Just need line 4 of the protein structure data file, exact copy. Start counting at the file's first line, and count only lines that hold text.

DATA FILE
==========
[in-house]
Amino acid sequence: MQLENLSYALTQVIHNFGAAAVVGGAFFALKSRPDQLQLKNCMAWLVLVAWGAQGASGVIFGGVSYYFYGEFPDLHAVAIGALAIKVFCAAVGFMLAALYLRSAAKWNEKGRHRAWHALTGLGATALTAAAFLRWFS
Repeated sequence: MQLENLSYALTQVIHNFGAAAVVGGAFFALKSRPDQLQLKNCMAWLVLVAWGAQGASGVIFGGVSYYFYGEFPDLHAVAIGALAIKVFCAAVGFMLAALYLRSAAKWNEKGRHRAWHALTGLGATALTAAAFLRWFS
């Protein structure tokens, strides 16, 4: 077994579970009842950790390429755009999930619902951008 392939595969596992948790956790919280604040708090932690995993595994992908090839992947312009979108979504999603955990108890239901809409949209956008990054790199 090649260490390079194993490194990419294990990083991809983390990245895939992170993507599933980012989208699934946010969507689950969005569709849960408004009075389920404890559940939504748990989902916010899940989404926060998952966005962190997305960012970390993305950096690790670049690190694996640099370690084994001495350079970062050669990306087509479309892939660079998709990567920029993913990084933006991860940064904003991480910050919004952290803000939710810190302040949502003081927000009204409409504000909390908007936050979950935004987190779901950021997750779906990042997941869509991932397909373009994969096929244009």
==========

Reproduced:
């Protein structure tokens, strides 16, 4: 077994579970009842950790390429755009999930619902951008 392939595969596992948790956790919280604040708090932690995993595994992908090839992947312009979108979504999603955990108890239901809409949209956008990054790199 090649260490390079194993490194990419294990990083991809983390990245895939992170993507599933980012989208699934946010969507689950969005569709849960408004009075389920404890559940939504748990989902916010899940989404926060998952966005962190997305960012970390993305950096690790670049690190694996640099370690084994001495350079970062050669990306087509479309892939660079998709990567920029993913990084933006991860940064904003991480910050919004952290803000939710810190302040949502003081927000009204409409504000909390908007936050979950935004987190779901950021997750779906990042997941869509991932397909373009994969096929244009």